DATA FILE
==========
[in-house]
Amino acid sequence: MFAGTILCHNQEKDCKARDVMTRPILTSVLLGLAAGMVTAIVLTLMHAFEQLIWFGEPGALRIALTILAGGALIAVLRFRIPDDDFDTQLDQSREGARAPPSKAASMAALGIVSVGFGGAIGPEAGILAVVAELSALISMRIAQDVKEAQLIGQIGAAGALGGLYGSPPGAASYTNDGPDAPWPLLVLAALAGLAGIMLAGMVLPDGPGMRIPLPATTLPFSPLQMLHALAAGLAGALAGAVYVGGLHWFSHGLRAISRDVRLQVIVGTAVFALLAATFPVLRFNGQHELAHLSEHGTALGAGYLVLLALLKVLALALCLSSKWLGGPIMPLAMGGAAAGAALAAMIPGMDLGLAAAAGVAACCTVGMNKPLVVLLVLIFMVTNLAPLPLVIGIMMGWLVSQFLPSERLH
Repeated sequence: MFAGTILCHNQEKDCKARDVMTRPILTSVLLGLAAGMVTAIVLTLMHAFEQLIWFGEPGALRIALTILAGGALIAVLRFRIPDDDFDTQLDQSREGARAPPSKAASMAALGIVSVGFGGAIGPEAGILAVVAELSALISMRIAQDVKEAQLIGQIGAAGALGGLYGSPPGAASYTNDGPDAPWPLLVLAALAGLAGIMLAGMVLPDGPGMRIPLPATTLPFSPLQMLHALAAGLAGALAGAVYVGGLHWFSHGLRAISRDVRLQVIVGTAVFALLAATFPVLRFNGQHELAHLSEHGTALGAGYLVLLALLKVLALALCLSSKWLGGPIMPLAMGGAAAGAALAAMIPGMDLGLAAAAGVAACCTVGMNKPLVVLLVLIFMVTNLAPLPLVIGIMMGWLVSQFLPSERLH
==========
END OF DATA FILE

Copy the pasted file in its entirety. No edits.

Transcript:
[in-house]
Amino acid sequence: MFAGTILCHNQEKDCKARDVMTRPILTSVLLGLAAGMVTAIVLTLMHAFEQLIWFGEPGALRIALTILAGGALIAVLRFRIPDDDFDTQLDQSREGARAPPSKAASMAALGIVSVGFGGAIGPEAGILAVVAELSALISMRIAQDVKEAQLIGQIGAAGALGGLYGSPPGAASYTNDGPDAPWPLLVLAALAGLAGIMLAGMVLPDGPGMRIPLPATTLPFSPLQMLHALAAGLAGALAGAVYVGGLHWFSHGLRAISRDVRLQVIVGTAVFALLAATFPVLRFNGQHELAHLSEHGTALGAGYLVLLALLKVLALALCLSSKWLGGPIMPLAMGGAAAGAALAAMIPGMDLGLAAAAGVAACCTVGMNKPLVVLLVLIFMVTNLAPLPLVIGIMMGWLVSQFLPSERLH
Repeated sequence: MFAGTILCHNQEKDCKARDVMTRPILTSVLLGLAAGMVTAIVLTLMHAFEQLIWFGEPGALRIALTILAGGALIAVLRFRIPDDDFDTQLDQSREGARAPPSKAASMAALGIVSVGFGGAIGPEAGILAVVAELSALISMRIAQDVKEAQLIGQIGAAGALGGLYGSPPGAASYTNDGPDAPWPLLVLAALAGLAGIMLAGMVLPDGPGMRIPLPATTLPFSPLQMLHALAAGLAGALAGAVYVGGLHWFSHGLRAISRDVRLQVIVGTAVFALLAATFPVLRFNGQHELAHLSEHGTALGAGYLVLLALLKVLALALCLSSKWLGGPIMPLAMGGAAAGAALAAMIPGMDLGLAAAAGVAACCTVGMNKPLVVLLVLIFMVTNLAPLPLVIGIMMGWLVSQFLPSERLH